Missouri opponents filled with top players

Thursday, December 11, 2003 | 12:00 a.m. CST; updated 10:33 p.m. CDT, Tuesday, June 24, 2008

Having faced All-Big 12 Conference players, All-Americans and Heisman Trophy candidates, the Missouri football team saw more than its fair share of quality opponents this season.

Although eight of Missouri’s 12 opponents are represented on the Missourian’s All-Opponent team, Oklahoma naturally dominates the defense. Some of the picks were obvious, but others might come as a surprise.


Andrico Hines, Middle Tennessee State

Oklahoma’s Jason White might win the Heisman, but Hines was better against Missouri. Hines helped the Blue Raiders take Missouri to overtime, throwing for 248 yards and a touchdown and adding a rushing touchdown.

Running back

Darren Sproles, Kansas State

Sproles shined against the Tigers, rushing for 273 yards and two touchdowns on 43 carries. The Wildcats rarely had to turn to the passing game in defeating Missouri, because Sproles was dominant.

E.B. Halsey, Illinois

Halsey, a freshman, surprised the Tigers. He rushed 20 times for 139 yards and moved the Fighting Illini close enough to make three field goals.

Wide receiver

Kerry Wright, Middle Tennessee State

Wright was Hines’ favorite target against the Tigers, catching seven passes for 144 yards, including a 21-yard touchdown.

Mark Clayton, Oklahoma

At the beginning of OU’s second-quarter scoring spree, Clayton wrestled the ball away from Nino Williams II in the end zone and the momentum away from the Tigers. Clayton finished with eight catches for 110 yards.

Terrence Murphy, Texas A&M

Murphy racked up eight catches for 156 yards against the Tigers, mostly coming in the second half after Dustin Long had replaced Reggie McNeal at quarterback.

Offensive line

Nick Leckey, C, Kansas State

Leckey was the driving force behind the most dominant running performance a Kansas State running back has had. He paved the way for Sproles’ 278 yards, most of which were between the tackles and behind Leckey, a future NFL center.

Vince Carter, C, Oklahoma

Carter kept White’s uniform clean most of the night against Missouri and helped the Sooners gain 424 yards.

Jammal Brown, T, Oklahoma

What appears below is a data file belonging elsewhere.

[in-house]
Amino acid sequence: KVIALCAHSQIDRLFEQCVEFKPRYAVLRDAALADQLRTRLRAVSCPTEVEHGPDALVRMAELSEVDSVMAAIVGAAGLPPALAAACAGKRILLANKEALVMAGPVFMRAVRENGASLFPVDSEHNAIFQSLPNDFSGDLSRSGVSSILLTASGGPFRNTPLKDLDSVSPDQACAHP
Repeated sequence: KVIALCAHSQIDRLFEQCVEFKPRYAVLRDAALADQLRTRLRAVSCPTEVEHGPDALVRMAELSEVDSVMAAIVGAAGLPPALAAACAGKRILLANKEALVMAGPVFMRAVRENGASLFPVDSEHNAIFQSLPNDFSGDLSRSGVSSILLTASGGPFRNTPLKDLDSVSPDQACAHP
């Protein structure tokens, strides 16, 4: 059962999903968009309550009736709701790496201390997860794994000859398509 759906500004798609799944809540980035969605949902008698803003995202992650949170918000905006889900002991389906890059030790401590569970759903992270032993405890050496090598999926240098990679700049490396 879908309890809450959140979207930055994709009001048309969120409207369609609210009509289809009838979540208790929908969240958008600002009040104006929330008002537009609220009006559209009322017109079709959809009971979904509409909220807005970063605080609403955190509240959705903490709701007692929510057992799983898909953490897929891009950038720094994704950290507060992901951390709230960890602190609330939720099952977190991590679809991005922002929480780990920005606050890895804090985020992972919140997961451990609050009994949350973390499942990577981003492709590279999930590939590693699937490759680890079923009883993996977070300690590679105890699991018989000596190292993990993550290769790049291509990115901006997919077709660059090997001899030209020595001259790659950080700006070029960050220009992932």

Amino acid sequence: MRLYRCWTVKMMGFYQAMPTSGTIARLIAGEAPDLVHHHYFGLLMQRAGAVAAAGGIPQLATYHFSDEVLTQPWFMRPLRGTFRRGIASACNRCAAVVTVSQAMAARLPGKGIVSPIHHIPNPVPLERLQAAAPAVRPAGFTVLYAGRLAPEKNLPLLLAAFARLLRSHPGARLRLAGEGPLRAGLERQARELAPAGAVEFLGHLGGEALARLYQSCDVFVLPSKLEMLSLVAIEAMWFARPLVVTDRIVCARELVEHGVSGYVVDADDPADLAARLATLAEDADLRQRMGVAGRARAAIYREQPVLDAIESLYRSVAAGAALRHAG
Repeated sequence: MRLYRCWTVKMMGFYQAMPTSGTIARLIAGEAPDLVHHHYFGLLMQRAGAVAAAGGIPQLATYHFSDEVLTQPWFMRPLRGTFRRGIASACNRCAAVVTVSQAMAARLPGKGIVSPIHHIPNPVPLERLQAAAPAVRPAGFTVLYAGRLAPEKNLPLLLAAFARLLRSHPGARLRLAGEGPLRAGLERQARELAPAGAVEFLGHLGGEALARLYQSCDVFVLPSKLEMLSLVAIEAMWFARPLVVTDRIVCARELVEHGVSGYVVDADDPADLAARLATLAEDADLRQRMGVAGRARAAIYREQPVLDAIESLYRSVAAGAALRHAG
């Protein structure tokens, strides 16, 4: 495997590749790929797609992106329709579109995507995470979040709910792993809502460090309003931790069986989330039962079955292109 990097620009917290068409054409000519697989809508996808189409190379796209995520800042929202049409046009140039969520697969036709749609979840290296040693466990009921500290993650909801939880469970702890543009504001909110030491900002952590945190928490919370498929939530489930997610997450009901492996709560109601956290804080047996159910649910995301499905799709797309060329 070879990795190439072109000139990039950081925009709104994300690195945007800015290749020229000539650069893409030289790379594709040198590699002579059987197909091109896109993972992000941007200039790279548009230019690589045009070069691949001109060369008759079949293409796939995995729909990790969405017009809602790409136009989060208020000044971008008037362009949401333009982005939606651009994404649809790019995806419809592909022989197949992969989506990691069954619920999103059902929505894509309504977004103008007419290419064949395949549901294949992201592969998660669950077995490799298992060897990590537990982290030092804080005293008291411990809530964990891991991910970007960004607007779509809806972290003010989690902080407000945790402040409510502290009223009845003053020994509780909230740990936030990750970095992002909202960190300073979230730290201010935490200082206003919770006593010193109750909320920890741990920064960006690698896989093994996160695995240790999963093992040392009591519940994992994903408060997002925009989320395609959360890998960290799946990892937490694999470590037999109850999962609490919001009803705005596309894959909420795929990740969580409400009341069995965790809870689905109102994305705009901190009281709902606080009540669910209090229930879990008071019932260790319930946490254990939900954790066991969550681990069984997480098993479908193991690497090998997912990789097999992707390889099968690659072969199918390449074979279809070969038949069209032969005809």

Brown held the Missouri pass rush at bay most of the night and made a number of good seal blocks to spur the Oklahoma running game.

Marwan Hage, G, Colorado

Hage was the Buffaloes’ only dominant force on the offensive line, creating holes for most of tailback Brian Calhoun’s 65 yards rushing.

Richie Incognito, T, Nebraska

Incognito, the Cornhuskers’ massive offensive tackle (6 feet 3, 300 pounds), was a big reason for Nebraska’s success running the ball. The Cornhuskers finished that game with 254 yards rushing.

Defensive end

Dan Cody, Oklahoma

Cody was probably the most dominating defensive player Missouri played. He lit up the MU offensive line to the tune of three tackles for losses, including a sack and a quarterback hurry.

Mike O’Brien, Illinois

O’Brien wasn’t flagged for any offside penalties, but it seemed as if he should have been, for he spent most of his day in the Missouri backfield. He finished with nine tackles, three for losses and had a sack.

Defensive tackle

Dusty Dvoracek, Oklahoma

Dvoracek doesn’t get the credit of some of his Sooners linemates, but he was outstanding against the Tigers, disrupting the backfield for most of the night. Dvoracek finished with four tackles, including two sacks.

Tommie Harris, Oklahoma

Harris didn’t make that many big plays against Missouri, but it was obvious why he is drawing so much attention from NFL scouts. He had four quarterback hurries and his relentless bull rush up the middle left many openings for his teammates to make tackles.


Josh Buhl, Kansas State

Buhl helped anchor the Kansas State defense, which held Missouri to 14 points and 264 yards. Buhl was a big part of the Wildcats’ holding Missouri quarterback Brad Smith to 26 yards rushing.

Teddy Lehman, Oklahoma

Lehman, an All-American, had 10 tackles and one sack against Missouri, helping anchor Oklahoma’s stingy defense. He helped the Sooners slow down Smith and the Tigers’ offense.

Gabe Toomey, Kansas

Leading Kansas’ stifling defensive effort against the Tigers, Toomey had 12 tackles and two tackles for losses. The Jayhawks stymied Missouri, holding it to a season-low 196 yards of total offense.


Derrick Strait, Oklahoma

Strait broke up two passes and had an interception in the fourth quarter, helping to thwart any comeback hopes the Tigers had. He anchored the Sooners’ pass defense, which held Missouri to 189 passing yards.

Louis Lavender, Kansas State

Lavender stepped in front of Darius Outlaw to intercept a pass in the Tigers’ end zone and thwarted a chance for MU to gain momentum.


Josh Bullocks, Nebraska

Bullocks, who leads the nation with 10 interceptions, intercepted a bubble screen at the Cornhuskers’ 26 in the first quarter. Unfortunately for Nebraska, most of the other big plays went Missouri’s way.

Medford Moorer, Colorado

Moorer delivered the hardest hit of the season against MU when he blindsided junior tight end Victor Sesay. Moorer had 16 tackles and forced Smith to fumble in Colorado’s end zone.


John Gockman, Illinois

Gockman made three field goals against the Tigers, including lengths of 48 and 44 yards.


John Torp, Colorado

Torp made the Tigers wistful for a consistent punter. Torp averaged 50.7 yards per punt with a long of 61 yards and placed three of his punts inside the Tigers’ 20.

Kick returner

Antonio Perkins, Oklahoma

Perkins continued his streak of dominance against the Tigers. Perkins returned a punt 69 yards untouched for a touchdown.

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